Power Players

Mark Cuban gave out his cell number for anyone to pitch him — here's what he says about the texts he's received

Self-made billionaire Mark Cuban
Fort Worth Star-Telegram | Getty Images

Billionaire Mark Cuban may not like meetings or phone calls, but he is open to receiving a text.

"Not every entrepreneur, not every business-person wants to put themselves out there. But I will," Cuban said to Ryan Seacrest on podcast "On Air with Ryan Seacrest" on Thursday. "I'm gonna give you my phone number. I'll let people text me."

Cuban encouraged anyone to text him, whether it be to pitch him or to discuss "Shark Tank," his NBA team, the Dallas Mavericks, or anything else.

"I'm not gonna pick it up but ... I'll try to answer 20-30 a day. You can text me. I think being accessible, being available, that's important."

After revealing his phone number (one given to him via a celebrity texting start-up called Community), Cuban received a ton of messages.

"I've gotten a lot. Far too many to count! I'll reply to any I can add value to," Cuban told CNBC Make It. "Nothing has really stood out so far. But, all it takes is one."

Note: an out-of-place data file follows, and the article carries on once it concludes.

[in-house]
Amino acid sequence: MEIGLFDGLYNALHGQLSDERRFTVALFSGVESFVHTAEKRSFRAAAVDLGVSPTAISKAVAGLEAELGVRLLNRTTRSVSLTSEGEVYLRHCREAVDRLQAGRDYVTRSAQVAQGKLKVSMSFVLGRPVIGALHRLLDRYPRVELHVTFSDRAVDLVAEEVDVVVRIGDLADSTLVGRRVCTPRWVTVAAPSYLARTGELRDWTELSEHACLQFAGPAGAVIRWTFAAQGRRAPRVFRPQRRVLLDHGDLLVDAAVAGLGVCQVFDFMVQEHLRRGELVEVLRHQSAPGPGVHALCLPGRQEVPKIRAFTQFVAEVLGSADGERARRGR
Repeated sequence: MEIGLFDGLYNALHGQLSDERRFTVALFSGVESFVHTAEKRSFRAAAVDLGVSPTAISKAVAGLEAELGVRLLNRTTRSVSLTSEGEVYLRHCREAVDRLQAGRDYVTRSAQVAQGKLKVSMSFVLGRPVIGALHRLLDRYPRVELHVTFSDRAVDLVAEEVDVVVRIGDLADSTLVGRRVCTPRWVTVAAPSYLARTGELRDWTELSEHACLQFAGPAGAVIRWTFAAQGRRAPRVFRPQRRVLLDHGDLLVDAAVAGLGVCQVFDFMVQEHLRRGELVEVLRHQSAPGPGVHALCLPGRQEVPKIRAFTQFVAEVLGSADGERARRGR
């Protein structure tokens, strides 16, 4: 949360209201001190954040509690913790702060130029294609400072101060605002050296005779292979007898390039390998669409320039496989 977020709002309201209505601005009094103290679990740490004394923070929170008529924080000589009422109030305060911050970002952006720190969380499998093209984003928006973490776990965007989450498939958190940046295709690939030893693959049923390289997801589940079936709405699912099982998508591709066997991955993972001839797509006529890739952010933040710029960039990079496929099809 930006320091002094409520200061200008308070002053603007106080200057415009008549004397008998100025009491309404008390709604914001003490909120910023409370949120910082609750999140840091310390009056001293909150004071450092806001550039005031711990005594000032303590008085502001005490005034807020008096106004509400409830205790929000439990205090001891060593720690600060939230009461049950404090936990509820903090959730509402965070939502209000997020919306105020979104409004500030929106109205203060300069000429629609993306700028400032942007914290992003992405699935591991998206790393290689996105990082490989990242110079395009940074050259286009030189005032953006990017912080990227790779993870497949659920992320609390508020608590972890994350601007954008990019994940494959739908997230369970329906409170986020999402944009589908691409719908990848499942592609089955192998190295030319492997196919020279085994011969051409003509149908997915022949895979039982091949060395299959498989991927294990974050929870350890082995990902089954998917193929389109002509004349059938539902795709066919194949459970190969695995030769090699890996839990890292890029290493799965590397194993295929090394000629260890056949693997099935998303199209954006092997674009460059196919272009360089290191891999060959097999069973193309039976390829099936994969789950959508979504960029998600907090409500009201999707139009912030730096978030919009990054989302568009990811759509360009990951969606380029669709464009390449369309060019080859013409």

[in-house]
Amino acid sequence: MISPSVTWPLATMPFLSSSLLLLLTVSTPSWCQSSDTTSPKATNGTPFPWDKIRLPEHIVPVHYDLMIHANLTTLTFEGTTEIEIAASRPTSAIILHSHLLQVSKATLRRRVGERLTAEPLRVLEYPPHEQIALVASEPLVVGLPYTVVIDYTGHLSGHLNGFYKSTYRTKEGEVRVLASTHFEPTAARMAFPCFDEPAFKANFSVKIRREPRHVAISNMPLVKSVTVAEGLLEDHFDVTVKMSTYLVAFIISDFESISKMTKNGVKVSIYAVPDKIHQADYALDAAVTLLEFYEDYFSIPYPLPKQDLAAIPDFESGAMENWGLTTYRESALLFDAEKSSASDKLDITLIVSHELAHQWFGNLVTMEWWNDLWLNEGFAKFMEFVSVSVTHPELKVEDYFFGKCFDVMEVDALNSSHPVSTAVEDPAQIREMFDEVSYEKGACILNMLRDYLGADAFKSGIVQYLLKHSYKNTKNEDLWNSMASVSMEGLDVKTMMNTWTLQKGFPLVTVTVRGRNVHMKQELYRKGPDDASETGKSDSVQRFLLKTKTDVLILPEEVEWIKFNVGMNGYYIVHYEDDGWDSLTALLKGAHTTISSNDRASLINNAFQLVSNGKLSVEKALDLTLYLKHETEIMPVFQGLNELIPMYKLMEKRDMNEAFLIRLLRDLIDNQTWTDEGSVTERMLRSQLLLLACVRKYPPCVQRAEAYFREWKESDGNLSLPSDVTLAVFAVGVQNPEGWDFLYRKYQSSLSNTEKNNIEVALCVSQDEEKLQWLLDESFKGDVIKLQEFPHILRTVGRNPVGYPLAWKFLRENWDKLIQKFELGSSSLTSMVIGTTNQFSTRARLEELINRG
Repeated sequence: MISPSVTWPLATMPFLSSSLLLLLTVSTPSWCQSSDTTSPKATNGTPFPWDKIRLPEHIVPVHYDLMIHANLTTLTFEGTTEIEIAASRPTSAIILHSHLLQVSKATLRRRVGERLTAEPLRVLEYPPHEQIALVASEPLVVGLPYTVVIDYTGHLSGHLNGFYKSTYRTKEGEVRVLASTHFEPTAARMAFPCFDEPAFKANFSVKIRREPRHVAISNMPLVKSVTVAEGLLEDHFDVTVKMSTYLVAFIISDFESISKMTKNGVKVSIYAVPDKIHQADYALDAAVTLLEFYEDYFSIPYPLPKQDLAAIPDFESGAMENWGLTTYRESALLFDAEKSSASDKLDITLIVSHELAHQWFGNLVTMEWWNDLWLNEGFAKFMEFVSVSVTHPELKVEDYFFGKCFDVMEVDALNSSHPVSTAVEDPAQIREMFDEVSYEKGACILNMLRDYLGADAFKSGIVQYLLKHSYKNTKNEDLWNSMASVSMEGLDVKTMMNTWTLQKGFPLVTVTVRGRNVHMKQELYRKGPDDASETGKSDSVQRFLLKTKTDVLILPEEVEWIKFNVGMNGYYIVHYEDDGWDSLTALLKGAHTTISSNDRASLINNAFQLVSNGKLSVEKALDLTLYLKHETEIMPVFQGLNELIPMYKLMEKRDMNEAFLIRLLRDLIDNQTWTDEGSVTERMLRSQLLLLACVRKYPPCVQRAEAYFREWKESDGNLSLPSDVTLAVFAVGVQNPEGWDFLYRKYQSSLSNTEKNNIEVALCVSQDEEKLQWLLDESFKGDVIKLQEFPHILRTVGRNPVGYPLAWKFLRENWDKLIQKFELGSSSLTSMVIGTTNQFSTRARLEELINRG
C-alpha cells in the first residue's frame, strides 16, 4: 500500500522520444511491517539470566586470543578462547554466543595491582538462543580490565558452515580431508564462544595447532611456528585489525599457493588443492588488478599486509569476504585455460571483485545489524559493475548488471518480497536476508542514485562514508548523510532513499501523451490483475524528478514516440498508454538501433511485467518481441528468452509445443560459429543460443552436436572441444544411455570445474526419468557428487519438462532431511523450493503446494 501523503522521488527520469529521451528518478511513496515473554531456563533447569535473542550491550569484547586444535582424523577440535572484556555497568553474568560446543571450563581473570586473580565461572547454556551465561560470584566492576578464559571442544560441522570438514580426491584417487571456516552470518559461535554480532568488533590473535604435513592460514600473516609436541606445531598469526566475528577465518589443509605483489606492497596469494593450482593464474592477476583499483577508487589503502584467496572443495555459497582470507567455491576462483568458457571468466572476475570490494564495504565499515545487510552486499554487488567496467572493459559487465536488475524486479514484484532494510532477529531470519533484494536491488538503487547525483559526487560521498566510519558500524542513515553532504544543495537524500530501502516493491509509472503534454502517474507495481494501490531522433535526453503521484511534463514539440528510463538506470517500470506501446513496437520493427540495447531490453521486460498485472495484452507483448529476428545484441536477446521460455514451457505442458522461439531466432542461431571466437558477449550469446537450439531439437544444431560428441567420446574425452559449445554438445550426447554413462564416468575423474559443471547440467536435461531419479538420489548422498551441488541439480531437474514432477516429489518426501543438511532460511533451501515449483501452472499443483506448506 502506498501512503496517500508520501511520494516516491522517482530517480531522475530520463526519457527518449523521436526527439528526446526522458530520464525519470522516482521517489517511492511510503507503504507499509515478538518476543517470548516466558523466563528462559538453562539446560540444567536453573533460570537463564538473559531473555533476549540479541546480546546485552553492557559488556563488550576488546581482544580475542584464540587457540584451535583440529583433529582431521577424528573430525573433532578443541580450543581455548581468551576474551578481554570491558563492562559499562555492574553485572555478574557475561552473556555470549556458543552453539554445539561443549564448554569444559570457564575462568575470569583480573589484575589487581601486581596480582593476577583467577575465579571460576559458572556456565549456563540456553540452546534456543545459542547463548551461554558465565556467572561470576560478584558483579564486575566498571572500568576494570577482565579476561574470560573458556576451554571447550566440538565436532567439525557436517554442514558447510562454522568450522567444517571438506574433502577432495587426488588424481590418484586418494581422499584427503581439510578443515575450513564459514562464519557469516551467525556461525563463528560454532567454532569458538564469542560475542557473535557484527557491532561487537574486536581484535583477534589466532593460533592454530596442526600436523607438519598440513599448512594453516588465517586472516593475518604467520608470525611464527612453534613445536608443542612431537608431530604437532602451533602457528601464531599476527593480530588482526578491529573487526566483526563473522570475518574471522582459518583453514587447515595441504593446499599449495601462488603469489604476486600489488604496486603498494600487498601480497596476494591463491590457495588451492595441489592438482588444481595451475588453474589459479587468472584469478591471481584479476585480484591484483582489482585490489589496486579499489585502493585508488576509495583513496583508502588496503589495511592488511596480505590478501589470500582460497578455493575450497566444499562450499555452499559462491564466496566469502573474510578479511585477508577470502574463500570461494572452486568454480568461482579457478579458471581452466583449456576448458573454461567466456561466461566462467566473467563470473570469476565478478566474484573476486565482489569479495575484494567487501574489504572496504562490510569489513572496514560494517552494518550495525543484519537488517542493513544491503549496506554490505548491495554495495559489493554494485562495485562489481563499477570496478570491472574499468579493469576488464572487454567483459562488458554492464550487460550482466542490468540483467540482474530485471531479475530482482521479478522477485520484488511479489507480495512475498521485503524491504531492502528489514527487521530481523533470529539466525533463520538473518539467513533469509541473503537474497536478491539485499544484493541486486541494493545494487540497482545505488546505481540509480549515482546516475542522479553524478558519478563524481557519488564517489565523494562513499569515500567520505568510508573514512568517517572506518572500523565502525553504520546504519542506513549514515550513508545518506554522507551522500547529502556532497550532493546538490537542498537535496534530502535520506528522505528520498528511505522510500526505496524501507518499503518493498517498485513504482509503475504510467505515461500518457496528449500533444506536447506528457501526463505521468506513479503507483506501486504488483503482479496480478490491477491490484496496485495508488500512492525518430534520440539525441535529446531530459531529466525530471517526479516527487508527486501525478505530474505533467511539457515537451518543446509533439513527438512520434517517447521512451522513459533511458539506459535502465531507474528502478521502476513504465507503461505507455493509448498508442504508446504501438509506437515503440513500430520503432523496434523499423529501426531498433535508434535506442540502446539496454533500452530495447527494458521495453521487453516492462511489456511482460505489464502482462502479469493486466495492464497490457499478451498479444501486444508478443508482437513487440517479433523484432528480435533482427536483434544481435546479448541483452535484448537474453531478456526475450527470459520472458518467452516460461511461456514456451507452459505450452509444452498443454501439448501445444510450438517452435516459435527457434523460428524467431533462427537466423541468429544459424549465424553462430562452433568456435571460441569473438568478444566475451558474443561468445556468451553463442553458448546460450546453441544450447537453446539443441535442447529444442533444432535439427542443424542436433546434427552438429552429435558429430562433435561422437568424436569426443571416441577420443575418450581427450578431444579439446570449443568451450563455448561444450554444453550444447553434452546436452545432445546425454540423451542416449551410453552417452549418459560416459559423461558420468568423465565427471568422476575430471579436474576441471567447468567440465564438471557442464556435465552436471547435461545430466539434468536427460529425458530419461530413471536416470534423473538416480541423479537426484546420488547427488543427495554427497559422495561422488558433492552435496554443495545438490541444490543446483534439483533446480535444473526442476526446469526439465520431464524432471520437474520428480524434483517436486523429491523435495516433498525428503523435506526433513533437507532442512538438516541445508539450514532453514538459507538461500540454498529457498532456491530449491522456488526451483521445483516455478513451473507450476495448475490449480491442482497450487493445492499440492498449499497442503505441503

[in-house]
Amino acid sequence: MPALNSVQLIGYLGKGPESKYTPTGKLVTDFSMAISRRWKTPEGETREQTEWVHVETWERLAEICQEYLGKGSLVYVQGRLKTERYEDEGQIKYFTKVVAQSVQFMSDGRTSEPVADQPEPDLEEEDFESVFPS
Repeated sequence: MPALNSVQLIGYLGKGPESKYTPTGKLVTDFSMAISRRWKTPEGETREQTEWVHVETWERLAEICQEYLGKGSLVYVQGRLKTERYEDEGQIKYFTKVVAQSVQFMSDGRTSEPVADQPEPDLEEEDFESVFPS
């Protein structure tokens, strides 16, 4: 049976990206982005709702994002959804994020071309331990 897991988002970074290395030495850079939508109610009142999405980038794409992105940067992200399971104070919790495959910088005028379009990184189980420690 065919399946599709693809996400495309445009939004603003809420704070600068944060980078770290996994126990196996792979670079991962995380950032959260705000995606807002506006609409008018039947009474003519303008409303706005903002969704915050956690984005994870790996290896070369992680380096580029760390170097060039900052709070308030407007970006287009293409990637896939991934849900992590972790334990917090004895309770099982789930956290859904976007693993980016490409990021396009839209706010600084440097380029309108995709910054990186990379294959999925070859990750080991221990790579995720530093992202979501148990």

Cuban has a history of responding to cold pitches. In 2012, then-25-year-old Adam Lyons, founder of insurance comparison start-up The Zebra, guessed Cuban's email address and cold-emailed Cuban, pitching him on investing in the company.

Lyons sent Cuban a short email with the subject line: "Wanna disrupt the insurance industry?"

Cuban responded 25 minutes later, which was the start to several weeks of emailing back and forth. Without ever meeting in person or talking on the phone, Cuban made an investment in The Zebra.

Since launching in 2012, The Zebra has raised $63 million.

Disclosure: CNBC owns the exclusive off-network cable rights to "Shark Tank." This story has been updated to include that Cuban used a phone number obtained via a celebrity texting start-up. 

Like this story? Subscribe to CNBC Make It on YouTube!

See also:

VIDEO1:1101:11
Mark Cuban's 3 tips for success
make it

Stay in the loop

Sign Up

About Us

Learn More

Follow Us

CNBC.COM